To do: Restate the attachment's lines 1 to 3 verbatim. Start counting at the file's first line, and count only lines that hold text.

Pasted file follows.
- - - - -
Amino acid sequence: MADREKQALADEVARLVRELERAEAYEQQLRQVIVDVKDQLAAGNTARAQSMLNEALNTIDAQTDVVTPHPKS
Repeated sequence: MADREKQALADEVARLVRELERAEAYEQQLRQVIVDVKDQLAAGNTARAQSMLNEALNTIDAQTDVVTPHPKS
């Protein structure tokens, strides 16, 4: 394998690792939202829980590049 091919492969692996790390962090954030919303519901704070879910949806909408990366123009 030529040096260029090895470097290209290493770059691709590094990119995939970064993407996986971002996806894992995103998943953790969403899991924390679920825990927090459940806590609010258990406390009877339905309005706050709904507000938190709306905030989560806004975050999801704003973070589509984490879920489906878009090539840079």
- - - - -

Amino acid sequence: MADREKQALADEVARLVRELERAEAYEQQLRQVIVDVKDQLAAGNTARAQSMLNEALNTIDAQTDVVTPHPKS
Repeated sequence: MADREKQALADEVARLVRELERAEAYEQQLRQVIVDVKDQLAAGNTARAQSMLNEALNTIDAQTDVVTPHPKS
């Protein structure tokens, strides 16, 4: 394998690792939202829980590049 091919492969692996790390962090954030919303519901704070879910949806909408990366123009 030529040096260029090895470097290209290493770059691709590094990119995939970064993407996986971002996806894992995103998943953790969403899991924390679920825990927090459940806590609010258990406390009877339905309005706050709904507000938190709306905030989560806004975050999801704003973070589509984490879920489906878009090539840079």